We could now list numerous sources by legitimate scientists and organizations arguing both for and against the subject of anthropogenic global warming, but that wouldn’t get us very far.  Instead, we’ll look at the real facts. Global warming is said by some to be the result of a collection of greenhouse gasses within Earth’s atmosphere. These gasses are trapped by the atmosphere, and do their part to trap energy from the sun on the planet with them. This phenomenon is said to cause an increase in global temperatures, and is dubbed the “greenhouse effect.” It’s often compared to the process which causes your car to heat up during the day. Just what are greenhouse gasses? Carbon dioxide is the most popularized culprit, but there are others, including nitrous oxide, methane and the most worrisome of them all, sulfur hexafluoride (SF6). All of these gasses are released naturally–for example when a volcano erupts, a cow flatulates, or when you exhale as you read this paper–but since the industrial revolution of the 1800s we’ve seen a new source of greenhouse emissions, a manmade source, and quite a few of them if we’re being honest. Aside from the rising human and cattle populations, our cars, our factories, our trains, our hairspray (when CFCs were used) and perhaps most prevalently our power plants (except nuclear and some other alternative sources) all emit greenhouse gasses. Even typing these words on this page is responsible for a couple tons of coal being burned somewhere. In fact, emissions from power plants comprise the single largest source of man made greenhouse gas emissions on Earth, according to William Tucker in his book Terrestrial Energy, 2008. In the U.S. this is made even worse due to widespread use of SF6, which the IPCC regards as the single most dangerous greenhouse gas.

 

An anonymous research contact working at Texas A&M University College Station spoke to the Foghorn about the dangers of SF6, which he reports to have an “extremely long half-life in the Earth’s atmosphere, along with the property of infrared light absorption.” SF6 was banned by the vast majority of countries on Earth, but not in the United States, where it is still used throughout our electrical grid and industrial infrastructure. SF6, according to the IPCC, has a potential to cause environmental warming 23,900 times greater than carbon dioxide. In other words, a single pound of SF6 has as much environmental impact as eleven tons of carbon dioxide, as reported by the IPCC. With chemicals like this at work in our atmosphere, it’s easy to see why there is so much fear surrounding global warming and greenhouse gas emissions.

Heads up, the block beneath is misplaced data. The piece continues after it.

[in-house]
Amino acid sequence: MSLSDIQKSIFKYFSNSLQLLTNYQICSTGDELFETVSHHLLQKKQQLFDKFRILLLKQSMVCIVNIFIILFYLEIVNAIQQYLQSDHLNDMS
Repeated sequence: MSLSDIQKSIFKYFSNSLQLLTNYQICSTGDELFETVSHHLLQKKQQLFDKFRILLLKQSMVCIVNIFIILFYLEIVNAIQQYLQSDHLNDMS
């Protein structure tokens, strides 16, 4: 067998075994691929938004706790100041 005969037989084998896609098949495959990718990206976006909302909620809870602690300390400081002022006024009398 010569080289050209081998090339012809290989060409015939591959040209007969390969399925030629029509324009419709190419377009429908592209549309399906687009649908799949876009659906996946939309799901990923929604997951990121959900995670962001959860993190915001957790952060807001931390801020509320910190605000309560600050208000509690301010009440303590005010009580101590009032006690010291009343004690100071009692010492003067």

While there may not be a total scientific consensus on its cause, it’s hard to ignore the evidence suggesting that the earth’s temperature is indeed rising. Roger Pielke Sr., a meteorologist and self-described “climate realist” working for the University of Colorado identifies himself as a political independent. Pielke views the dissent among the media and scientific communities as a setback, according to the journal Environmental Health Perspectives. “In his view, those who frame the climate change debate as one that pits the IPCC against those who don’t believe global warming is real…are wrong on both counts. Global warming is happening…and it can’t be explained entirely by natural forces.” Pielke and others believe that the dissent concerning the subject of global warming is not only hampering our ability to describe the phenomena, but is also hurting public opinion on the subject. To put it simply, the debate over global warming is clouding the public view of the subject, and may even be hampering our ability to respond to it.

 

Even at Del Mar, conflicting opinion stories published by the Foghorn this semester have already debated back and fourth on the subject, bringing up conflicting data and viewpoints.  The simple fact of the matter, according to the general scientific community, is that global warming is indeed happening, though its effects, causes and concerns are still the subject of an endless debate. One thing that is far more certain, however, is our ability to do something about it. Just as mankind’s industrial revolution brought about anthropogenic green house emissions, so too could mankind take steps necessary to lessen our impact on the Earth–that is, if we can come to an accord on the subject and end our debate.

 

Sam Parris-Copy Editor